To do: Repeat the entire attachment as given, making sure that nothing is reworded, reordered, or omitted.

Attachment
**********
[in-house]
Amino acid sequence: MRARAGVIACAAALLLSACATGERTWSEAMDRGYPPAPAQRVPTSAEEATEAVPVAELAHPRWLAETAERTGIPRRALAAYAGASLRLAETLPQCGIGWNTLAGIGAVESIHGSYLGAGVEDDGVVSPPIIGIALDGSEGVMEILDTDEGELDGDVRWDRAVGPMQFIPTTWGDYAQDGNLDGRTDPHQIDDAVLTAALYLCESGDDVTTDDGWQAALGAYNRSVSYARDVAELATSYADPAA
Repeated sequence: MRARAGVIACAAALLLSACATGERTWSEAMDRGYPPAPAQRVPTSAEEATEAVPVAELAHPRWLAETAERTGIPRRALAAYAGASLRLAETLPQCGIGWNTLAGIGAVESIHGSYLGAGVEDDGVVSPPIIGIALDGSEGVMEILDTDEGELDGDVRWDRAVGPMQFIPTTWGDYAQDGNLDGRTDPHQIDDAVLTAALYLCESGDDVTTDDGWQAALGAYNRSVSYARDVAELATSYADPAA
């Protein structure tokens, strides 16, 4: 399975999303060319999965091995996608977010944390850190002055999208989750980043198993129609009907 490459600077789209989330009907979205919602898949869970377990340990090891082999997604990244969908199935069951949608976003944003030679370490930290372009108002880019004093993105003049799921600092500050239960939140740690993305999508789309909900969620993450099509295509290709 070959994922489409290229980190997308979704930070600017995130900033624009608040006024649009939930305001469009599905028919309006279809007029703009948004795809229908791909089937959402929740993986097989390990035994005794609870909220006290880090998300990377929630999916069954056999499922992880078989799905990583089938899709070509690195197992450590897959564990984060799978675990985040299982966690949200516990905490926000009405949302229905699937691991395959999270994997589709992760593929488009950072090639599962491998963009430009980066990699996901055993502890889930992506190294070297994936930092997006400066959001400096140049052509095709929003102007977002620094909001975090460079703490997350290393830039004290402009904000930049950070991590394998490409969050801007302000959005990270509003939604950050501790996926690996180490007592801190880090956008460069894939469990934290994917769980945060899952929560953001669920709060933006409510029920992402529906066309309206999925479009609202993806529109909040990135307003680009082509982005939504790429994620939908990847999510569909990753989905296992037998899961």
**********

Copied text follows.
[in-house]
Amino acid sequence: MRARAGVIACAAALLLSACATGERTWSEAMDRGYPPAPAQRVPTSAEEATEAVPVAELAHPRWLAETAERTGIPRRALAAYAGASLRLAETLPQCGIGWNTLAGIGAVESIHGSYLGAGVEDDGVVSPPIIGIALDGSEGVMEILDTDEGELDGDVRWDRAVGPMQFIPTTWGDYAQDGNLDGRTDPHQIDDAVLTAALYLCESGDDVTTDDGWQAALGAYNRSVSYARDVAELATSYADPAA
Repeated sequence: MRARAGVIACAAALLLSACATGERTWSEAMDRGYPPAPAQRVPTSAEEATEAVPVAELAHPRWLAETAERTGIPRRALAAYAGASLRLAETLPQCGIGWNTLAGIGAVESIHGSYLGAGVEDDGVVSPPIIGIALDGSEGVMEILDTDEGELDGDVRWDRAVGPMQFIPTTWGDYAQDGNLDGRTDPHQIDDAVLTAALYLCESGDDVTTDDGWQAALGAYNRSVSYARDVAELATSYADPAA
């Protein structure tokens, strides 16, 4: 399975999303060319999965091995996608977010944390850190002055999208989750980043198993129609009907 490459600077789209989330009907979205919602898949869970377990340990090891082999997604990244969908199935069951949608976003944003030679370490930290372009108002880019004093993105003049799921600092500050239960939140740690993305999508789309909900969620993450099509295509290709 070959994922489409290229980190997308979704930070600017995130900033624009608040006024649009939930305001469009599905028919309006279809007029703009948004795809229908791909089937959402929740993986097989390990035994005794609870909220006290880090998300990377929630999916069954056999499922992880078989799905990583089938899709070509690195197992450590897959564990984060799978675990985040299982966690949200516990905490926000009405949302229905699937691991395959999270994997589709992760593929488009950072090639599962491998963009430009980066990699996901055993502890889930992506190294070297994936930092997006400066959001400096140049052509095709929003102007977002620094909001975090460079703490997350290393830039004290402009904000930049950070991590394998490409969050801007302000959005990270509003939604950050501790996926690996180490007592801190880090956008460069894939469990934290994917769980945060899952929560953001669920709060933006409510029920992402529906066309309206999925479009609202993806529109909040990135307003680009082509982005939504790429994620939908990847999510569909990753989905296992037998899961």